For online teaching and collaborative work, these are great times. Many of our colleagues and institutions are sharing their work, and helping each other in this stressful situation. Sharing is caring and the essence of what teaching is. Unfortunately, many colleagues and organizations are not aware of or forget to share their material in a way that others can reuse it. In this post I quickly explain what I mean with this, what is needed, why and how.
Is there sharing the wrong way? I put in on the Internet!
Well, if you want to share material so that others simply can read or watch it, than probably no. If you do not put it behind a paywall or make others to sign up for an account to some social media in order to access your material, you are fine. However, if you want to share material so that others can reuse it, make changes it to it and adapt it to their context, then there definitely is. Just putting things on the Internet is not really helpful for that purpose.
Generally speaking, whenever you create something your material is automatically protected by international copyright laws and you are the copyright owner. If I want to reuse your material, I need to ask you for permission to do so. For many of us, this is too much of a burden and we do not do it. In a private context, we might reuse it anyway and breach copyright law. In a work context, we probably just refrain from reusing it completely. For you it is not so handy either. You have to answer unnecessary e-mails or phone calls of people who want to reuse, your workflow is disrupted and less people will reuse your material. So what can we do about this?
Creative commons is the solution!
There is a simple way to flip the process of asking for permission around. When you publish or upload something on the Internet, you can tell everyone beforehand what they are allowed and not allowed to do with your material. You publish your work with a Creative Commons license. Creative Commons licenses build on international copyright law and is a framework established by the non-for-profit organization Creative Commons. There are six different licenses for you to choose from which are also machine readable, so you and I can search for Creative Commons works easily in search engines. On a side note, when you share material that is reusable and remixable with a Creative Commons license in an educational context, these are also called Open Educational Resources (OERs). Your practice of publishing OERs or teaching with them is also referred to Open Educational Practices (OEPs). When you publish your research paper with an Creative Commons license, it is an Open Access publication.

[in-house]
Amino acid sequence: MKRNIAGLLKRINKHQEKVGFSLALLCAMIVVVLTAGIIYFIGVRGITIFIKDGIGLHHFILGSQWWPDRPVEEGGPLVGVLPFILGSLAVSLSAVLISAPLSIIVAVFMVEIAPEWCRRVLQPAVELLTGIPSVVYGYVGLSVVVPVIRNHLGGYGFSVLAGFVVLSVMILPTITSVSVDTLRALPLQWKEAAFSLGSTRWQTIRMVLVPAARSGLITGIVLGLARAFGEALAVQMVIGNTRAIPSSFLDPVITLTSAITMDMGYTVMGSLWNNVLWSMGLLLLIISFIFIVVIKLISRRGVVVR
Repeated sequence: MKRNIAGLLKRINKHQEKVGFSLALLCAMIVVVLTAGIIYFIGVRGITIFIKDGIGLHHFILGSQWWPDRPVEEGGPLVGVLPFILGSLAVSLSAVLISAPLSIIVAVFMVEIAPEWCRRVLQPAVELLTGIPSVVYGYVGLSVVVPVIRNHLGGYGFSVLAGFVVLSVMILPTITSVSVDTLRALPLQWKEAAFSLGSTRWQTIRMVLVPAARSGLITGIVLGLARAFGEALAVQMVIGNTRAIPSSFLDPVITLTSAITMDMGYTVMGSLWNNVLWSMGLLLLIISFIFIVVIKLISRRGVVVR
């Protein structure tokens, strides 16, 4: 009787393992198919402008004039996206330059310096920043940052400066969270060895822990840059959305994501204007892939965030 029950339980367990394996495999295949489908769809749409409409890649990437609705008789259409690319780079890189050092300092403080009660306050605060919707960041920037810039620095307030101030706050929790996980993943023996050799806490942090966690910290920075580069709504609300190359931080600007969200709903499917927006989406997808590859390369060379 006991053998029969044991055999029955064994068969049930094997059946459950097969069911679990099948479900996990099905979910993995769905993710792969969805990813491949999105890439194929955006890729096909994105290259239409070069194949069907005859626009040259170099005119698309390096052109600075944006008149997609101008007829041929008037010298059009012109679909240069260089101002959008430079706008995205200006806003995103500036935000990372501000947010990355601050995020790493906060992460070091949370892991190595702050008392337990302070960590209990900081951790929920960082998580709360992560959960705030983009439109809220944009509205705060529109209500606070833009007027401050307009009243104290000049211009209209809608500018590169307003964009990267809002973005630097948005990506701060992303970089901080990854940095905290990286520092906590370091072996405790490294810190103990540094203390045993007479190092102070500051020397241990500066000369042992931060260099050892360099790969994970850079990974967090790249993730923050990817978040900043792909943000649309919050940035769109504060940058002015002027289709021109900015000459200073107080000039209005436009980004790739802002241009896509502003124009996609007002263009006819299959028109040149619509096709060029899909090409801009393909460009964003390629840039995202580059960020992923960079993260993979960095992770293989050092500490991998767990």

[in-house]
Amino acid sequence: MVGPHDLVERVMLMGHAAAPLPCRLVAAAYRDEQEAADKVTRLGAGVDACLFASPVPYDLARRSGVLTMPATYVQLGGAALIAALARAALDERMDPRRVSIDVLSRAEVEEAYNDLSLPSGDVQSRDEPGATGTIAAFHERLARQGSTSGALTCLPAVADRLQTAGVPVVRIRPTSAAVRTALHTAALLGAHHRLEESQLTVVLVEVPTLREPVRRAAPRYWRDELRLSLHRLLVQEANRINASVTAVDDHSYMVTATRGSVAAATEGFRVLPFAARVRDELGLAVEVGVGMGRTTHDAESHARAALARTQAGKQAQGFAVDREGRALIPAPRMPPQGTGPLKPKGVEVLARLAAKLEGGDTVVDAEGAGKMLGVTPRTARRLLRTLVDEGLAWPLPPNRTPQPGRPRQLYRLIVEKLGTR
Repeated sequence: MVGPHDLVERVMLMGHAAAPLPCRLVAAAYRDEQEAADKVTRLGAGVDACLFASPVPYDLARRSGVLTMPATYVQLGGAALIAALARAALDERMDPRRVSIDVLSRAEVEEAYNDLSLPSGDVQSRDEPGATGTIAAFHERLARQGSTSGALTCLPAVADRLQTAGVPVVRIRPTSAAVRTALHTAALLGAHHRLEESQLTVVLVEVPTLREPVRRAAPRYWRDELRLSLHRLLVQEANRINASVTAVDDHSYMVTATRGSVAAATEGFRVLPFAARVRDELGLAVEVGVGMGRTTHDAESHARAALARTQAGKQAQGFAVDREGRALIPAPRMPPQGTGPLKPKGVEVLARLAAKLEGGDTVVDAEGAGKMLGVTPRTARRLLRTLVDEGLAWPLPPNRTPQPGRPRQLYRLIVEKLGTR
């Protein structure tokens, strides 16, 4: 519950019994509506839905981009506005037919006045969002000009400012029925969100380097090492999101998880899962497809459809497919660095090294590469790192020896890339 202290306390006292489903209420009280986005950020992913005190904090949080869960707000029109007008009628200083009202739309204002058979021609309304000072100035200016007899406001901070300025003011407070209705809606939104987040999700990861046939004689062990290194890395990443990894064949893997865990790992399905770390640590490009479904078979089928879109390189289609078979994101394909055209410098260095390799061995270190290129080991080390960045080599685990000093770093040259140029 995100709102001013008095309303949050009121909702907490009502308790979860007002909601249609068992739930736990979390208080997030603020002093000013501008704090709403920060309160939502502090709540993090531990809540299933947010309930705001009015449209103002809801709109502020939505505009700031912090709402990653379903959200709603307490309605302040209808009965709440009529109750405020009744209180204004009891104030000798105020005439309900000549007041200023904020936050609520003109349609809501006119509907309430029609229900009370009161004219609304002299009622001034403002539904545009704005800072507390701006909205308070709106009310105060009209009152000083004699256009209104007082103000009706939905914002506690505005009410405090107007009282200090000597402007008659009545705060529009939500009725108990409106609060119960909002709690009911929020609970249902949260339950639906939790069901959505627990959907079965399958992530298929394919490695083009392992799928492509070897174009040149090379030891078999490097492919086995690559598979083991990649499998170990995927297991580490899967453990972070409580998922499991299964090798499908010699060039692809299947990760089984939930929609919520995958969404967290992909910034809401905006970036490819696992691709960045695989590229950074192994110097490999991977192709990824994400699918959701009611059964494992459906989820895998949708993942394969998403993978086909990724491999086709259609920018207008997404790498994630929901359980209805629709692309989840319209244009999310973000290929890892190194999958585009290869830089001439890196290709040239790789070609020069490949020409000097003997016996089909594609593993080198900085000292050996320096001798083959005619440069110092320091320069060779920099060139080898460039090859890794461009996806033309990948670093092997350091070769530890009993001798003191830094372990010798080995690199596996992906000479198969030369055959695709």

A contemporary and hands-on example
Here’s an example which might help explain why this all matters. The VCU Rapid Transition Taskforce made this great support page for their faculty to help in this quick transition process from campus to online teaching. They released it with a Creative Commons license, allowing others to reuse it in NonCommercial contexts. My colleagues and me at the Centre for Teaching and Learning at Karlstad University in Sweden were quickly able to adapt it to our systems, tools and context, making sure that we are not reinventing the wheel and move on as quickly as possible. It saved us a lot of time and effort and made sure our colleagues could get timely and relevant help in this stressful situation.
Invest in sharing the right way
So, next time you want to share something which might be useful to others, please consider publishing it with a Creative Commons license. You simply need to answer two questions for yourself and there is a nice little helper out there to make this process very easy and smooth. You are still the copyright holder of your material and can do whatever you want to with your material. At the same time you allow others to build on it and adapt it to their needs and purposes.
If you want to discuss any of this, please leave a comment or get in touch in some other way. I am one of the few educators in Sweden who took the Creative Commons Certificate course (great example of a well designed online course, btw) and love to talk about Open Education!
For my Swedish friends, here the same message in a short video.